Do you remember GIF? You see some pictures on the web from time to time, rarely. The GIF format was pretty good for its time – it had lossless image compression (pretty good I might say), it had animations, transparency – pretty much anything you might want from an image on the web. And it was widely used in the ’90s websites. And then, came Unisys, who remembered that, well, it had patents on the GIF compression method, and they wanted some money from those who used it. Just remember this campaign: Burn all gifs.
Their patent expired in 2003/2004, but some threats still linger. And nobody will use GIFs now, because, well, they were bested by the PNG format (and the lesser used MNG format). And even if I am old enough to remember the story, and yet I’m only 30, nobody seems to remember this story.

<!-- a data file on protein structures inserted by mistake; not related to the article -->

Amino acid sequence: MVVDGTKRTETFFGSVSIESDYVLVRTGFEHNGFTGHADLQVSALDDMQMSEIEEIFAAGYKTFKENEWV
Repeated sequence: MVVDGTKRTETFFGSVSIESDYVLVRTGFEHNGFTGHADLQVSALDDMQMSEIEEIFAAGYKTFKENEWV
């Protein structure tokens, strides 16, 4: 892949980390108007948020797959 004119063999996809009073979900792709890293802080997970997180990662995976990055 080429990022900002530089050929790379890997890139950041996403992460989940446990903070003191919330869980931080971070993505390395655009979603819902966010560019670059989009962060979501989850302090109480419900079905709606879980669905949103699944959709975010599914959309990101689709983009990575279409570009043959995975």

And the story happens again.This time it’s not images, it’s videos. And it’s not like we have to make up an alternative FAST, like we did with the PNG format. The alternative is here, it’s called Theora. Yes. I’m talking about the H264 standard used nowadays by Google or Vimeo to stream video over the internet, and that is now being pushed as ‘HTML5’ (although the HTML5 didn’t specify the precise codec for the video playback). Ok, so what’s the problem (aside from the fact that Mozilla won’t support HTML5 H264 rendering?) Well, the problem is that soon enough, if you’ll have a site and you want show some videos on it, you might be forced to pay for the use of the codec. Probably not what you have in mind.
A clearer article about this issue you can read from (used to be http://www.0xdeadbeef.com/weblog/2010/01/html5-video-and-h-264-what-history-tells-us-and-why-were-standing-with-the-web/ , now dead link); please also.